• Purchasing opioids online or through third-party sources
  • Stops attending family events and things they used to enjoy
  • Euphoric feeling
  • Racing heart rate
  • Feeling of invincibility
  • Dilated pupils
  • Increase in blood pressure
  • Higher body temperature
  • Violent or erratic behavior
  • Restlessness
  • Irritability
  • Anxiety, panic, and paranoia
  • Erosion of the nasal passages
  • Overdose 
  • Stroke or heart attack

Anyone struggling with cocaine or opioid addiction needs immediate help to detox and overcome the abuse. 

Cocaine’s Effect on the Body and Mind

When a person first takes cocaine, the drug hits the brain in seconds. This fast-tracked euphoric feeling is called a rush. However, the intensity of this initial high is determined by the method of ingestion.

If someone injects or smokes cocaine, they’ll experience a much more intense rush than someone who snorts it. After the initial rush, the person who uses cocaine experiences a high along with an increase in energy or manic feeling that can last a few hours.  

Unfortunately, most people quickly develop a tolerance to cocaine and need to increase the amount they use to get the same high. However, higher dosages come with paranoia, erratic behavior, and possible drug overdoses. 

The effect of cocaine on the body is equally immediate, but there are also long-term effects. The heartbeat, body temperature, and blood pressure increase as soon as the drug hits a person’s bloodstream.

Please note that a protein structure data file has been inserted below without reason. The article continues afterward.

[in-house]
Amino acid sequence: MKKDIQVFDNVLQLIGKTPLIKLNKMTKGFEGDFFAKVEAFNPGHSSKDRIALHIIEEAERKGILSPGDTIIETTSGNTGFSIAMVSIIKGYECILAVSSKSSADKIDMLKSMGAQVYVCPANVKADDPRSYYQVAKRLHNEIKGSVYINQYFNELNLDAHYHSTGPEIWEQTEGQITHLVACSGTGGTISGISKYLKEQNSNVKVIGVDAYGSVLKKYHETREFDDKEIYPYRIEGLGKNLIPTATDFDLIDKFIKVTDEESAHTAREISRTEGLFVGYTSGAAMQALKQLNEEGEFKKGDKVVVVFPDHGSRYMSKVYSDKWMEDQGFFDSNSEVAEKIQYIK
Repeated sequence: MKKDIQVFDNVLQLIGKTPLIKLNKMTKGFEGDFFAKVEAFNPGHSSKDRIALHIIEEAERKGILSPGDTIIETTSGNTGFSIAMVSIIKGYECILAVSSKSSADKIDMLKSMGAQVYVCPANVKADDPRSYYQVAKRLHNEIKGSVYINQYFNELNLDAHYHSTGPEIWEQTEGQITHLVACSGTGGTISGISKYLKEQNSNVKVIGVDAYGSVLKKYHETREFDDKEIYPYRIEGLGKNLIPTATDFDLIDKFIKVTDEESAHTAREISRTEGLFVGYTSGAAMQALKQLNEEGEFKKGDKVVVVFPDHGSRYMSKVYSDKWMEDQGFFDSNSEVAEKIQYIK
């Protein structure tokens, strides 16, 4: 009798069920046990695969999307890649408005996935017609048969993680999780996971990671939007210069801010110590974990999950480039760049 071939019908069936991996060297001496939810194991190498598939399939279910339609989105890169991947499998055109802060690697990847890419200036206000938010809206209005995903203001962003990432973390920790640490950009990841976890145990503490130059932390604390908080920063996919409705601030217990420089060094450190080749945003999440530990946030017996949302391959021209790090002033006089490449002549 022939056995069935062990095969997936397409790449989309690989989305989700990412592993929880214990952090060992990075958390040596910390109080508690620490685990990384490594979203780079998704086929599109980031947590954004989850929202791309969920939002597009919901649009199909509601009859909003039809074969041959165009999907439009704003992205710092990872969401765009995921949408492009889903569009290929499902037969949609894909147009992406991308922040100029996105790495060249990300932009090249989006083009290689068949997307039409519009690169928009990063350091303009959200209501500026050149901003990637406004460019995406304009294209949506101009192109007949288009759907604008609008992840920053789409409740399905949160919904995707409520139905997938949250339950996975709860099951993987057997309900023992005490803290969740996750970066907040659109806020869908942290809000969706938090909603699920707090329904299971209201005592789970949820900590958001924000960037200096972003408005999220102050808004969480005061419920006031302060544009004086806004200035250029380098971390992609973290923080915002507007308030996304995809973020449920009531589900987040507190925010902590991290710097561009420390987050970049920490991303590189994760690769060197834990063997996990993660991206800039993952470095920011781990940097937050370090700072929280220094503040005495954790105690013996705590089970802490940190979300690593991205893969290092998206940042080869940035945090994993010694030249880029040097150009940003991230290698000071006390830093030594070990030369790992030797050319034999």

Long-term effects can include irregular heartbeats and other heart issues that can lead to a heart attack or stroke. People who snort cocaine also run the risk of damage to their nasal passages. 

What to Expect During Treatment for Cocaine Abuse Disorder

When a person seeks treatment for a cocaine abuse disorder, they almost always start with inpatient care. During this time, they’ll detox or stop using cocaine, which can lead to serious withdrawal symptoms that require medical professional monitoring. 

Inpatient care usually lasts a minimum of 30 days. During detox, most patients won’t make phone calls or receive visitors while they stay at the facility without returning home. After detox, the patient starts therapy to build the tools they’ll need to avoid a relapse. 

The goal of inpatient treatment for cocaine abuse disorder is to give the patient time to heal and recover from the stresses and triggers they face at home. This can include individual, group, and family therapy to help the person recognize and overcome triggers that lead to cocaine usage. 

Get Cocaine Treatment at Inland Detox

While cocaine isn’t an opioid, it is sometimes mixed with opioids for people looking for a specific type of high. Cocaine is equally as addictive as opioids. Someone struggling with a substance abuse disorder can benefit from detox and developing the tools they need to avoid relapse through therapy. 

At Inland Detox, our team is ready to help someone struggling with a substance abuse disorder recover and live a sober lifestyle, whether they use cocaine or opioids. Our team members create a caring and compassionate environment where a person struggling with substance abuse can heal.